This 68-year-old male is being evaluated for peroneal rupture in left ankle.
(QUIZ ANSWER) ABNORMAL TENDON IN THIS CASE:
Tendon of tibialis posterior.
Using the diagnostic web viewer, we have provided images that assist in telling our clinical story. Areas of significance are indicated below.
Hindfoot valgus and pes planus deformity are present.
Small subchondral erosions noted in lateral margin and center of talar dome, suggestive of high-grade chondromalacia at these locations. Moderate degenerative changes of intertarsal and tarsometatarsal joints noted. Small ossicles noted above anterior calcaneal process in keeping with prior injury. Dorsal spurring of talonavicular joint is seen without evidence of tarsal coalition.
Os trigonum with synchondrosis with talus and minimal osteoedema at the talar side. No significant Intraosseous or surrounding inflammatory changes to suggest impingement syndrome.
Moderate subcortical osteoedema with intraosseous cystic changes noted in lateral aspect of inferior talus and superior calcaneus. Findings are suggestive of lateral hindfoot impingement.
Medial and lateral collateral ligaments, particularly spring ligament are intact.
Interosseous talocalcaneal ligament, cervical ligament and extensor retinaculum are intact. A ganglion pseudocyst measuring 2 cm x 1 cm is seen at the dorsal lateral aspect of the sinus tarsi.
Peroneus longus and brevis tendons and tendon sheaths are unremarkable. There is mild to moderate hypertrophic tendinopathy of plantar portion of posterior tibialis however no definite tear seen. Anterior tendon group is unremarkable.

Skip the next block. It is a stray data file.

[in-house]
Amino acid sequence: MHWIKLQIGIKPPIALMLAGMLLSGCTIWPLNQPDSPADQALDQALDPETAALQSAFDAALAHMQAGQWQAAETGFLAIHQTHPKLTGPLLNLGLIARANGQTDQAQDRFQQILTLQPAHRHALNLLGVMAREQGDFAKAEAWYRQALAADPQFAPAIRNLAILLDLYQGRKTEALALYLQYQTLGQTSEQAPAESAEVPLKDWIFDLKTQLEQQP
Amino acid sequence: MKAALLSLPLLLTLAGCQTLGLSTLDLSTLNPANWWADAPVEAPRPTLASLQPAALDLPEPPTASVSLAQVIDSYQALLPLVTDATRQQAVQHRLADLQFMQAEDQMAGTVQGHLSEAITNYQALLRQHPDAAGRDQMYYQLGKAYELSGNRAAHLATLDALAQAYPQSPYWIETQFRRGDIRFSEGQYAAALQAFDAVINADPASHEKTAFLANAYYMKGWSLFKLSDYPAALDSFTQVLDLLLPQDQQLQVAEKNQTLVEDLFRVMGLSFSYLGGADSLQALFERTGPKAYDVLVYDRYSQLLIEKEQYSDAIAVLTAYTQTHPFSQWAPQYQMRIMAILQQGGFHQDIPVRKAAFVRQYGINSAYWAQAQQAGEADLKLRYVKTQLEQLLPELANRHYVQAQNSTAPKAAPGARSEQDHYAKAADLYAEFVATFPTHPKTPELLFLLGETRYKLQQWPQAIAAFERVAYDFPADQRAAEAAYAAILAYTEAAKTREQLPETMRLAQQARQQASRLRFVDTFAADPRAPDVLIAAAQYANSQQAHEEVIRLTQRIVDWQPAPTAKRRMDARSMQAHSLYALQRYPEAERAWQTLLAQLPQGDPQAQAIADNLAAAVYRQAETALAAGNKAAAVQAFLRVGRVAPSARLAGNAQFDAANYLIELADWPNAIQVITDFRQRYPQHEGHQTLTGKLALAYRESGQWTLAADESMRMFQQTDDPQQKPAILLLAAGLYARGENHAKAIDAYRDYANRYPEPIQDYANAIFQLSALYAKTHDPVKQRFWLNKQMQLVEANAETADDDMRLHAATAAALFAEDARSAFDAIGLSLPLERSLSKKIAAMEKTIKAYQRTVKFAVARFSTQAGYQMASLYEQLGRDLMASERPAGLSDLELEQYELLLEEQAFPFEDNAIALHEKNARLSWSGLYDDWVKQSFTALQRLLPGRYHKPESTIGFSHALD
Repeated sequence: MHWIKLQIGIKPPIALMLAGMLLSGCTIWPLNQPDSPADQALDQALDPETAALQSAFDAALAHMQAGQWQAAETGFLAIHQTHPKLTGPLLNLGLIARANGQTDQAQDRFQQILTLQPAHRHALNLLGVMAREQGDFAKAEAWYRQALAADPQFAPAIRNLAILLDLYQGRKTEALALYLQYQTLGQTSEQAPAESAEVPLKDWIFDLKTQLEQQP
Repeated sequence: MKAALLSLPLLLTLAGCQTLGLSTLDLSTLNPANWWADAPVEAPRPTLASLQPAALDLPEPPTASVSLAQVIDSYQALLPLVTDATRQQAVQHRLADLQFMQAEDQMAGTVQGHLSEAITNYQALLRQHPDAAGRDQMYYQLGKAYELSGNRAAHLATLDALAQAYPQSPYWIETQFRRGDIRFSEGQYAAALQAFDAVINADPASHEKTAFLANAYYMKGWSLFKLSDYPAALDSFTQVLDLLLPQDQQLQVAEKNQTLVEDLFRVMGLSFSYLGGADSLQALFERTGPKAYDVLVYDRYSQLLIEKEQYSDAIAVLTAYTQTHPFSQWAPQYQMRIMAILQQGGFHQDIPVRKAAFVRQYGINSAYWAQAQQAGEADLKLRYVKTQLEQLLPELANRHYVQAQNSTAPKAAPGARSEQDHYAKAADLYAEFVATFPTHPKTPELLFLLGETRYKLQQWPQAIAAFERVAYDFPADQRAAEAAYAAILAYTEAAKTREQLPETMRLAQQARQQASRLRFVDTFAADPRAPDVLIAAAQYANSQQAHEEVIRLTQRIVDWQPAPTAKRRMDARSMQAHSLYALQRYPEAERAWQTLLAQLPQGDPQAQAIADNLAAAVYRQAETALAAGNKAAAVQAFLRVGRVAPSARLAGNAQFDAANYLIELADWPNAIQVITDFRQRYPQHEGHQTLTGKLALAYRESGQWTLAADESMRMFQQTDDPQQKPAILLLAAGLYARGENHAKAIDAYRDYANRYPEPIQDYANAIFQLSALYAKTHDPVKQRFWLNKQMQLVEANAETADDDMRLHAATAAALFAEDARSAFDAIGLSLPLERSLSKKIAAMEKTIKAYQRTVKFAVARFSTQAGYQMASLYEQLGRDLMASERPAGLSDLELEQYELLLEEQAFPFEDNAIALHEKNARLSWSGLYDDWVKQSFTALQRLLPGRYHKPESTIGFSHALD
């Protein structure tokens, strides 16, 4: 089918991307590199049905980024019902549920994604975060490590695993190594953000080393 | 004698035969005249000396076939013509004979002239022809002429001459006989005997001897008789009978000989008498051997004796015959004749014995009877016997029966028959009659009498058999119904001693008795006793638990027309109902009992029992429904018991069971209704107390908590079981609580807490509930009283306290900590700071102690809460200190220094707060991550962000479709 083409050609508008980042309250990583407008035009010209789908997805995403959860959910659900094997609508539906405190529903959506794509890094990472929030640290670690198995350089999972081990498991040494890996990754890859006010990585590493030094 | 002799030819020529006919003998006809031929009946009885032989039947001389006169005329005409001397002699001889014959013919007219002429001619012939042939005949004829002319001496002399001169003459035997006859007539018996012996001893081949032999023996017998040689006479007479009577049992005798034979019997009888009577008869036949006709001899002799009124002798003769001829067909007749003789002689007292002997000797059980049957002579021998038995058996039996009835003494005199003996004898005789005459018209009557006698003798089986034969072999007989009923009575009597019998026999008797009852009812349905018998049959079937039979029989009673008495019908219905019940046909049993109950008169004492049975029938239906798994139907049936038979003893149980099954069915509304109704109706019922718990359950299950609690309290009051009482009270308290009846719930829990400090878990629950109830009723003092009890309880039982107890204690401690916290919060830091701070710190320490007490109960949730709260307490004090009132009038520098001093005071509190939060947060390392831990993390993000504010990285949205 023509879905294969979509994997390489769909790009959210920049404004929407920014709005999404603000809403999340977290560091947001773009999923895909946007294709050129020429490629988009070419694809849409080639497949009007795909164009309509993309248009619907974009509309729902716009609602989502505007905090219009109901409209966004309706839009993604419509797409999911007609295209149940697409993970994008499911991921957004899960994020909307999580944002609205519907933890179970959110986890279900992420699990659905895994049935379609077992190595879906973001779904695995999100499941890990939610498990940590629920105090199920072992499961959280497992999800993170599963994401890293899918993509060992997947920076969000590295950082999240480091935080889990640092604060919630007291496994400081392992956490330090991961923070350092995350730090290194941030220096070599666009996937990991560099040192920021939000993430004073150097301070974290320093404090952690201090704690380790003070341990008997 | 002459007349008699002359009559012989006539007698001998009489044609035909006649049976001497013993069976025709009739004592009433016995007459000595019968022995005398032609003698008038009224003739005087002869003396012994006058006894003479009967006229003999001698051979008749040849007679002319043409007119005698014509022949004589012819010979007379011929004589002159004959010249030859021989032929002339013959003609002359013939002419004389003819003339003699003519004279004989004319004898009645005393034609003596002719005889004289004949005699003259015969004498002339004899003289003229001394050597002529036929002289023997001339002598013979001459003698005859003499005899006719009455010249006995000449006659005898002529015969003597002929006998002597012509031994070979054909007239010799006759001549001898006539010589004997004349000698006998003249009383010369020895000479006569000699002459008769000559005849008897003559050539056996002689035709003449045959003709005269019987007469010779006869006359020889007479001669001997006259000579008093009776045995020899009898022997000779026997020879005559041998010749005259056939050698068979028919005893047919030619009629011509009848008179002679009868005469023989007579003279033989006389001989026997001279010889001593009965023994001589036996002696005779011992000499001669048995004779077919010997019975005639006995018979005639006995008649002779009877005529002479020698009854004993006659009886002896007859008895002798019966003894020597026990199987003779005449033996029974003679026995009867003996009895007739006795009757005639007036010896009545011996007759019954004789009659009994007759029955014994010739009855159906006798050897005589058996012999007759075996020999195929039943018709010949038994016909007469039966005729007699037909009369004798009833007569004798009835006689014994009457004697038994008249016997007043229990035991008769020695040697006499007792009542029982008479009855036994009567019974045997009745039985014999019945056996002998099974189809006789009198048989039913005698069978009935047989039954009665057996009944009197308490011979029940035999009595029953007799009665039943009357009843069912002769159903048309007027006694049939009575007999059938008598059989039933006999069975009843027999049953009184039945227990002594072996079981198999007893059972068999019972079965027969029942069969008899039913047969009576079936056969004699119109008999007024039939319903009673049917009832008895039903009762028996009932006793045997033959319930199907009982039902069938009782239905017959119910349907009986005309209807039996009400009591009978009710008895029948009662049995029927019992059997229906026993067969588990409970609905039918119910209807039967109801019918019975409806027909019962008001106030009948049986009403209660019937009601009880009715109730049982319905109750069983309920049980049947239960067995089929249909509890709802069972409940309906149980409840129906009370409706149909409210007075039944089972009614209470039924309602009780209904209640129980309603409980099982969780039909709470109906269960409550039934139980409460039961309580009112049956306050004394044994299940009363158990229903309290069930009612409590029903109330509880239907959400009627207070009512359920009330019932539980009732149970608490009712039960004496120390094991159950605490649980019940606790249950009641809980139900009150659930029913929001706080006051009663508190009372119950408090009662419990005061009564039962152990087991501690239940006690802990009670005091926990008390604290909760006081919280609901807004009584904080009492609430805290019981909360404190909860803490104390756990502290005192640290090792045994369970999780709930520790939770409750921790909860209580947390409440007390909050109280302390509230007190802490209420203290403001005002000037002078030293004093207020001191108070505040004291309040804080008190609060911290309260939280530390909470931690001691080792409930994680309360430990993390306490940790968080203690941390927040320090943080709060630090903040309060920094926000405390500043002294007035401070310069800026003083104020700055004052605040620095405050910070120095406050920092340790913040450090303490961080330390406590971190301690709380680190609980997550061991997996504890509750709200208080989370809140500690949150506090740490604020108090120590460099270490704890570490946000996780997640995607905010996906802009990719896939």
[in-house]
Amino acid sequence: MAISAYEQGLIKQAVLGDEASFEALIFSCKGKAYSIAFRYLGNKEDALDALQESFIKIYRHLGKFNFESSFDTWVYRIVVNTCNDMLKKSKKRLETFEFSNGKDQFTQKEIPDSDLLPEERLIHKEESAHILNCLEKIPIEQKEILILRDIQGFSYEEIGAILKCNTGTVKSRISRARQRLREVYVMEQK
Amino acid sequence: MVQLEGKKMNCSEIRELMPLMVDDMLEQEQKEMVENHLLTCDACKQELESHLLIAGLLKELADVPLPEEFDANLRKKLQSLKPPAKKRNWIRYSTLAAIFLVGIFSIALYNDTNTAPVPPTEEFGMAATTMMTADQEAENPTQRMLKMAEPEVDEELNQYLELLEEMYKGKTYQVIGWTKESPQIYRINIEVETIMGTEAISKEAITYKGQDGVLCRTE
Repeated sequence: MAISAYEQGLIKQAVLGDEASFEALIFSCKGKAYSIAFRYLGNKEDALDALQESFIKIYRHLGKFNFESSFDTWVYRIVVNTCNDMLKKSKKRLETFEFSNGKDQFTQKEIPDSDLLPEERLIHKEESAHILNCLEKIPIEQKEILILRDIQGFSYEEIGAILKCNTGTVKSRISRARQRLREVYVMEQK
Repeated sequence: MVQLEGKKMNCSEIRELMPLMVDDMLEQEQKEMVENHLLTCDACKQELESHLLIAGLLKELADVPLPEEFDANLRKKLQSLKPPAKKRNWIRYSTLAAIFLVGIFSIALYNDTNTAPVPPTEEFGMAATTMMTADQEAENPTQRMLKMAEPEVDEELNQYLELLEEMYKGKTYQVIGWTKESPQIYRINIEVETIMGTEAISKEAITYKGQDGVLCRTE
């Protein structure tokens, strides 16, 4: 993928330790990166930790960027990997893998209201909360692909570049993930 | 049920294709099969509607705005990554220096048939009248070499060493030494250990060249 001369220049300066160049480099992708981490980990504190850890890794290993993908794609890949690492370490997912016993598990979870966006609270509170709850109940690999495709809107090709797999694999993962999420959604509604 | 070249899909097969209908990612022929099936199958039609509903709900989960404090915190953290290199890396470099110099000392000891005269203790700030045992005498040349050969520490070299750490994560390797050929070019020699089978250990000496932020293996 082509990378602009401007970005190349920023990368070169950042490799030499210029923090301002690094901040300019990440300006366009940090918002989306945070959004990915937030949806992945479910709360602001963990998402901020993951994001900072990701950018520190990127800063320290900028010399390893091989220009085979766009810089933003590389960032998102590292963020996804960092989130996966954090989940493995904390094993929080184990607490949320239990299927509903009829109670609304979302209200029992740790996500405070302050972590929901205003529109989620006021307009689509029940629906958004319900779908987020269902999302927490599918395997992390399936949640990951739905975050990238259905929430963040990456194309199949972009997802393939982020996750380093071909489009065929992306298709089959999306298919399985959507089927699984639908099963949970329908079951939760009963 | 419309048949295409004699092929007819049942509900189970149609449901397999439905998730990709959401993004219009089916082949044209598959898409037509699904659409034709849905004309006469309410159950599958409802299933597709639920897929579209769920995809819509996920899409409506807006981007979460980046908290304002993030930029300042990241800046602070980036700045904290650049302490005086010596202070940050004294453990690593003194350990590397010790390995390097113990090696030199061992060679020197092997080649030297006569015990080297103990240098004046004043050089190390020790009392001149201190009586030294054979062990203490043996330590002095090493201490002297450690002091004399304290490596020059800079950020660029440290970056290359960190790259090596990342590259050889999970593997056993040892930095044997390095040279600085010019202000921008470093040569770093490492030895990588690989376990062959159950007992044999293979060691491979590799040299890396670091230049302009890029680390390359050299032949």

Achilles tendon is unremarkable.
Small spurring is seen at the plantar aspect of the calcaneus. No active plantar fasciitis. Severe fatty infiltration and volumetric atrophy of the abductor digiti minimi is noted and may represent Baxter's neuropathy.
Varicose veins noted in medial tarsal tunnel.
1. Hindfoot valgus and pes planus deformity. Lateral hindfoot impingement.
2. Moderate hypertrophic tendinopathy of plantar segment of posterior tibialis with no tear.
3. Severe fatty infiltration and volumetric atrophy of the abductor digiti minimi.
4. Mild sinus tarsi inflammatory changes with a ganglion cyst at the lateral aspect.
5. Scattered degenerative articular changes as described above.
ADDITIONAL EDUCATIONAL NOTES:
Q1 - Which segment of this tendon (of the tibialis posterior) is most commonly involved in acute sport injury or chronic injury?
A1 - In acute sport injuries, with young athletes, rarely a tendon rupture happens at the navicular attachment. However, they mostly present with tenosynovitis. With chronic injury, the retromalleolar segment is most commonly involved.
Q2 - What complications are associated with insufficiency of this tendon (of the tibialis posterior)?
A2 - It can result in pes planus, plantar flexion of talus with hind foot valgus, varus deformity of forefoot and sinus tarsi syndrome, and in late stages, tibotalar valgus deformity.
Q3 - What are the important stabilizers of the longitudinal arch of the foot?
A3 - The most important stabilizer is PTT (dynamic stabilizer), followed by spring ligament and to some degree interosseous talocalcaneal ligament, cervical ligament and extensor retinaculum within the sinus tarsi. Hence, failure of PTT will result in transmission of force to other arch stabilizers. In long term, it causes spring ligament sprain and sinus tarsi syndrome, and eventually lateral hind foot impingement.